FAMILY | BY KYLIE ORA LOBELL
mom.com My life as a Jew(ishMom) by choice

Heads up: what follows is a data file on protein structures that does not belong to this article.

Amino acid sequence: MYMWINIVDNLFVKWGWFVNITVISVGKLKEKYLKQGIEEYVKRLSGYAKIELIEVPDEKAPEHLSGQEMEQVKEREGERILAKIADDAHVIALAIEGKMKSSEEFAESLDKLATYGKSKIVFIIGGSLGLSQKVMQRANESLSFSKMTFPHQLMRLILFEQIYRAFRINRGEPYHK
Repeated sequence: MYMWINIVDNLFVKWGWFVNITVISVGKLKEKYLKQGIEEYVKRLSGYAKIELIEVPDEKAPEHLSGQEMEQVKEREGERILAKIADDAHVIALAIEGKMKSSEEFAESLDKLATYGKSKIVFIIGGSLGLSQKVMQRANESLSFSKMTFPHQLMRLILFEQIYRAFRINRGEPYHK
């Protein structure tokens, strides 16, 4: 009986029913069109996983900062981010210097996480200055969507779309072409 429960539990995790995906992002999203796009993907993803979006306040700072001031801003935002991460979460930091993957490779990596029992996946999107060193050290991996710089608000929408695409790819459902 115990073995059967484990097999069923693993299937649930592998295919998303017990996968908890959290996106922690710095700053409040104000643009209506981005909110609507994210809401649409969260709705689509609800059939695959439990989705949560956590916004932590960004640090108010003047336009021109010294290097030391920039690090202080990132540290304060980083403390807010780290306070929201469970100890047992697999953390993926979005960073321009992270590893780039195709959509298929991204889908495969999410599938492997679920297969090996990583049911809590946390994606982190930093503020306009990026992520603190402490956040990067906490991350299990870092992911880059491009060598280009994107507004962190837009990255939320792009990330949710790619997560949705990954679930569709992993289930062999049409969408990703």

y daughter is the only blonde-haired, fair-skinned child in her daycare at the local Sephardic synagogue. She got her blonde hair and pale skin from me. Though we look different than other Jews in our Orthodox community, we practice in the same way. Judaism is in our hearts and souls. I converted to Judaism in 2015 with an Orthodox beit din after a five-year process. I started my journey at a local Chabad house with my then-boyfriend/now-husband, Daniel. He was off the derech and dating non-Jewish girls, and I’d mostly dated Jewish boys. Growing up, most of my friends were Jewish, too. We went to Chabad for a free Friday night dinner because we were so broke, but I came out of the experience feeling uplifted and wanted to keep going back. Though Daniel wasn’t initially interested in becoming observant again, he eventually changed his mind once he saw how dedicated I was. Now, we want nothing more than for our 15-month-old daughter, Tzofia Chana, to have a positive Jewish experience so she still wants to be observant as an adult. It’s not always easy to be a convert and a mother. Aside from looking unlike the other parents in our community, there are cultural differences. I don’t understand much Hebrew, so when I’m around Israelis or people who speak it, I feel lost. When I would go to weddings (pre-COVID) and the DJ would play Israeli tunes and everyone was singing along, I certainly felt like an outsider. Unhappy Orthodox Jews as well as Holocaust survivors have pressed me as 28